A bump in the major version means I’m not going to support upgrades from v1.24 to v2.00. Upgrading from v1 to v2, will be possible. To upgrade you will need to export and import your existing data into a new instance of the API. I suspect there will be a join/relationship table between `items` and their data. Until v2.00 of the API is out, I am unable to confirm the exact setup; it is still in development.

Custom item types are unlikely to be supported in the v2.00 branch, I suspect, they will be the notable feature for v3.00. Unlike the jump from v1 to v2, I can guarantee there will be an upgrade path from v2 to v3, the existence of the app and website (Costs to Expect service) will require it.

PATCH support…finally.

I added PATCH support to the Costs to Expect API in November. At the time I did the minimum, I only added PATCH support for items as that was the only data we needed to edit.

In March, I reviewed the PATCH code, making a few minor alterations.

It is now time to add PATCH support to the rest of the API. PATCH support will be added for resource types, resources, categories, subcategories and category assignments for items.

When I reviewed the PATCH code in March, I was looking at a single instance. This time I need to implement PATCH support across multiple routes; we will see how many changes I make in attempting to make the code DRY.

I have six tickets in my tracker, one for each route plus one additional chore for minor refactoring. If everything goes well, I should have a release ready in a few days, and I shouldn’t have created any extra refactoring chores.

Slight delay to phase two

I had planned to start developing the Costs to Expect service during the summer, as always, there be a slight delay. We decided that rather than steam ahead with new development, it made sense to deal with some of the technical debt.

Looking at the planner, I’ve got somewhere between two and four weeks of development to complete depending on how much debt we decide to pay back.

As it stands today, our release plans are as below;

Costs to Expect API

  • v1.21.0 – Similar to the latest release, prep work and refactoring.
  • v1.22.0 – PATCH support for categories, subcategories, resource types and resources.
  • v1.23.0 – Summaries for categories, subcategories, resource types and resources
  • v1.24.0 – Add support for permitted users.

Costs to Expect website

  • v1.10.0 – General housekeeping and prep.
  • v1.11.0 – Authentication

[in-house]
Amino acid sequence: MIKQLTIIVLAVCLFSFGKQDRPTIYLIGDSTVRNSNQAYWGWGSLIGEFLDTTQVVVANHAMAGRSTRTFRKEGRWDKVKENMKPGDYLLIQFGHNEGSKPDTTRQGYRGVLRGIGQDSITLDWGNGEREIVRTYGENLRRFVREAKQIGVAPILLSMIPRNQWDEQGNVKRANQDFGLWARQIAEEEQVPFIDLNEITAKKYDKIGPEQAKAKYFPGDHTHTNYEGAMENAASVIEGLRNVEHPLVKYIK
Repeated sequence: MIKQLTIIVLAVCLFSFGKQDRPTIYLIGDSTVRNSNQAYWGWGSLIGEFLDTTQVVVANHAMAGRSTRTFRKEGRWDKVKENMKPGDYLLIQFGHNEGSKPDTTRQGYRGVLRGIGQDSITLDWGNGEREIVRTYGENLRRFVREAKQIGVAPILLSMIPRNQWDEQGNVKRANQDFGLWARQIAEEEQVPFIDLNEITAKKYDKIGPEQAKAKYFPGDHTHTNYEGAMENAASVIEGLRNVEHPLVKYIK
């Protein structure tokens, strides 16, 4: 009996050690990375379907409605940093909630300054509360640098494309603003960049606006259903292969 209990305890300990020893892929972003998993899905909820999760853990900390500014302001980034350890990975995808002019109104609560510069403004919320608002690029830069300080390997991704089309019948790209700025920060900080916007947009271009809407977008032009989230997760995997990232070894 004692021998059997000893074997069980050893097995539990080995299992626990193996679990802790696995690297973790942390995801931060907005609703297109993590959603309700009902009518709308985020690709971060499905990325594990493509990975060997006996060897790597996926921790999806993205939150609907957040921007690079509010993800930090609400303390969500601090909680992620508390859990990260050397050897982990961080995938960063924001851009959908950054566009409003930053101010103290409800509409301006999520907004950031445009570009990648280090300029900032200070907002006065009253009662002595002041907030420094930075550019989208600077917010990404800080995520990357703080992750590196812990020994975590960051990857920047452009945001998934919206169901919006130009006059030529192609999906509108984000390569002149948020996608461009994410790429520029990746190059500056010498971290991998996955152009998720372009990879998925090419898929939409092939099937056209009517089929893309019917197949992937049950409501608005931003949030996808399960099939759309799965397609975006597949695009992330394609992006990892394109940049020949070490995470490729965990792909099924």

Phase two of the Costs to Expect service should begin after the above is complete. Phase two is a migration project; the functionality that exists in the web-app needs to be migrated to the website. My Wife will then be able to use the website full time, and the web-app can be taken offline.

PHPStorm, Docker and Xdebug

I use Docker for development; on the whole, I love it; however, getting a couple of things set up proved a little challenging, namely debugging from PHPStorm with Xdebug.

Eventually, I will update my Docker quick start project on GitHub, however for now, here are some basic instructions.

We need a couple of arguments in our .env file;

 WITH_XDEBUG=true
PHP_IDE_CONFIG=serverName=[name-of-server-in-IDE]
XDEBUG_CONFIG=remote_host=host.docker.internal

Next, we update the Dockerfile

ARG WITH_XDEBUG=false

RUN if [ $WITH_XDEBUG = "true" ] ; then \
pecl install xdebug; \
docker-php-ext-enable xdebug; \
echo "error_reporting = E_ALL" >> /usr/local/etc/php/conf.d/docker-php-ext-xdebug.ini; \
echo "display_startup_errors = On" >> /usr/local/etc/php/conf.d/docker-php-ext-xdebug.ini; \
echo "display_errors = On" >> /usr/local/etc/php/conf.d/docker-php-ext-xdebug.ini; \
echo "xdebug.remote_enable=1" >> /usr/local/etc/php/conf.d/docker-php-ext-xdebug.ini; \
fi ;

Finally, on the Docker side, we need to update our docker-compose file.

 services:
yourservice:
build:
args:
- WITH_XDEBUG=${WITH_XDEBUG}
env_file: .env

Set up your server, making sure to choose your debugger, Xdebug in this case. Settings -> Languages & Frameworks -> PHP -> Servers. The name of the server should match the name you set in the .env file.

Set the debug port and enable “can accept external connections”, PHPStorm, settings -> Languages & Frameworks -> PHP -> Debug, the port defaults to 9000.

Add a run/debug configuration (Run -> Edit configurations), select your server and optionally set an IDE key. To ensure everything is set correctly, you can use the validate option to check your configuration.

Start listening, add a breakpoint and away you go, you can now debug an app running in Docker.